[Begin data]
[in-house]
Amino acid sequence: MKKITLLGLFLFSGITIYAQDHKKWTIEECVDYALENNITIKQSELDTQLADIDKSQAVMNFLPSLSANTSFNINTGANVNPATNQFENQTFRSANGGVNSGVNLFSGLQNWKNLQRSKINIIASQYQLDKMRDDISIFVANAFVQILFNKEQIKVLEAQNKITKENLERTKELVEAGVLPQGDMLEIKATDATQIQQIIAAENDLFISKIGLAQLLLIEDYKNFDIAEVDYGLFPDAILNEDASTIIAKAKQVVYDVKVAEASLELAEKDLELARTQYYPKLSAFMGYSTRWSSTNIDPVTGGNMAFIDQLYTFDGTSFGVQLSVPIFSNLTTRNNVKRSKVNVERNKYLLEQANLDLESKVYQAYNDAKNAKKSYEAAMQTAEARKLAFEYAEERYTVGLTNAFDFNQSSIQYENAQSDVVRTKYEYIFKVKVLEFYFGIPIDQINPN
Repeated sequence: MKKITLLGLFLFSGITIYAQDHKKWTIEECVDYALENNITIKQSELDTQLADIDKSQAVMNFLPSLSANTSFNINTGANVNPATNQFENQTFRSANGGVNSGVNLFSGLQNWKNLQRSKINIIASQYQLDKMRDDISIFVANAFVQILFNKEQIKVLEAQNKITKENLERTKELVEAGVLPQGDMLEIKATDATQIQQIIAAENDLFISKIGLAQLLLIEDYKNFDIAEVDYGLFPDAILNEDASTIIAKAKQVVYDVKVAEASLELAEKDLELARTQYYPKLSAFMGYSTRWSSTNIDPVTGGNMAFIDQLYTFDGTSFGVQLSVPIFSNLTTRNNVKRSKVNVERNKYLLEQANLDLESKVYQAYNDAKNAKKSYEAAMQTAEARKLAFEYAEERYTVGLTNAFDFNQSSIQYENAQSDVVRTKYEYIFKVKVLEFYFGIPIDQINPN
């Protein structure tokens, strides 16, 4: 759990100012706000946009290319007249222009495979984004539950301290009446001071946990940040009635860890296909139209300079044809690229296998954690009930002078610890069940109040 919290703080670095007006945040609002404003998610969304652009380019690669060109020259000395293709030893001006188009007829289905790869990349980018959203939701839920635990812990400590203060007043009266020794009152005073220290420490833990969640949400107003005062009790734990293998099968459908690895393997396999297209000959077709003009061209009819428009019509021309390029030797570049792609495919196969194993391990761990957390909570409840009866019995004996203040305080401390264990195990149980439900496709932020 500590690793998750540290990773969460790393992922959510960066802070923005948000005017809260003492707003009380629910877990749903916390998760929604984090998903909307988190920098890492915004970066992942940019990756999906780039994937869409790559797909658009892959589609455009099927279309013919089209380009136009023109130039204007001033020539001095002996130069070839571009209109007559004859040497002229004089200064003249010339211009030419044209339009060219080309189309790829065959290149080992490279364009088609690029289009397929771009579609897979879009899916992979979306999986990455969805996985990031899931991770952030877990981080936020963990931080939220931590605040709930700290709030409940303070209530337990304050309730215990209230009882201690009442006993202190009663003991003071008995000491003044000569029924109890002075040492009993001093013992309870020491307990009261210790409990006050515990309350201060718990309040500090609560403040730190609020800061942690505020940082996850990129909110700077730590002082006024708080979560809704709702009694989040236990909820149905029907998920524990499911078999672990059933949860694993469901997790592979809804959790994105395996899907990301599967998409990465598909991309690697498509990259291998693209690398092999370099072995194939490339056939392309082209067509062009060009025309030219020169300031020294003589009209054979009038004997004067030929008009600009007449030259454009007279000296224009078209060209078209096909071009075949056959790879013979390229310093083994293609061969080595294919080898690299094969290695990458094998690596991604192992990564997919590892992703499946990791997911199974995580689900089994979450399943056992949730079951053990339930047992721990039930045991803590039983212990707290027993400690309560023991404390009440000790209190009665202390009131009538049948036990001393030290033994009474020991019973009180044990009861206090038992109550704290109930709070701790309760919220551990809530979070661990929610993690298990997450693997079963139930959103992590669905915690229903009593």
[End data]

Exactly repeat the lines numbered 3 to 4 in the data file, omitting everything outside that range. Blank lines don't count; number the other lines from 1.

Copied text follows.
Repeated sequence: MKKITLLGLFLFSGITIYAQDHKKWTIEECVDYALENNITIKQSELDTQLADIDKSQAVMNFLPSLSANTSFNINTGANVNPATNQFENQTFRSANGGVNSGVNLFSGLQNWKNLQRSKINIIASQYQLDKMRDDISIFVANAFVQILFNKEQIKVLEAQNKITKENLERTKELVEAGVLPQGDMLEIKATDATQIQQIIAAENDLFISKIGLAQLLLIEDYKNFDIAEVDYGLFPDAILNEDASTIIAKAKQVVYDVKVAEASLELAEKDLELARTQYYPKLSAFMGYSTRWSSTNIDPVTGGNMAFIDQLYTFDGTSFGVQLSVPIFSNLTTRNNVKRSKVNVERNKYLLEQANLDLESKVYQAYNDAKNAKKSYEAAMQTAEARKLAFEYAEERYTVGLTNAFDFNQSSIQYENAQSDVVRTKYEYIFKVKVLEFYFGIPIDQINPN
């Protein structure tokens, strides 16, 4: 759990100012706000946009290319007249222009495979984004539950301290009446001071946990940040009635860890296909139209300079044809690229296998954690009930002078610890069940109040 919290703080670095007006945040609002404003998610969304652009380019690669060109020259000395293709030893001006188009007829289905790869990349980018959203939701839920635990812990400590203060007043009266020794009152005073220290420490833990969640949400107003005062009790734990293998099968459908690895393997396999297209000959077709003009061209009819428009019509021309390029030797570049792609495919196969194993391990761990957390909570409840009866019995004996203040305080401390264990195990149980439900496709932020 500590690793998750540290990773969460790393992922959510960066802070923005948000005017809260003492707003009380629910877990749903916390998760929604984090998903909307988190920098890492915004970066992942940019990756999906780039994937869409790559797909658009892959589609455009099927279309013919089209380009136009023109130039204007001033020539001095002996130069070839571009209109007559004859040497002229004089200064003249010339211009030419044209339009060219080309189309790829065959290149080992490279364009088609690029289009397929771009579609897979879009899916992979979306999986990455969805996985990031899931991770952030877990981080936020963990931080939220931590605040709930700290709030409940303070209530337990304050309730215990209230009882201690009442006993202190009663003991003071008995000491003044000569029924109890002075040492009993001093013992309870020491307990009261210790409990006050515990309350201060718990309040500090609560403040730190609020800061942690505020940082996850990129909110700077730590002082006024708080979560809704709702009694989040236990909820149905029907998920524990499911078999672990059933949860694993469901997790592979809804959790994105395996899907990301599967998409990465598909991309690697498509990259291998693209690398092999370099072995194939490339056939392309082209067509062009060009025309030219020169300031020294003589009209054979009038004997004067030929008009600009007449030259454009007279000296224009078209060209078209096909071009075949056959790879013979390229310093083994293609061969080595294919080898690299094969290695990458094998690596991604192992990564997919590892992703499946990791997911199974995580689900089994979450399943056992949730079951053990339930047992721990039930045991803590039983212990707290027993400690309560023991404390009440000790209190009665202390009131009538049948036990001393030290033994009474020991019973009180044990009861206090038992109550704290109930709070701790309760919220551990809530979070661990929610993690298990997450693997079963139930959103992590669905915690229903009593």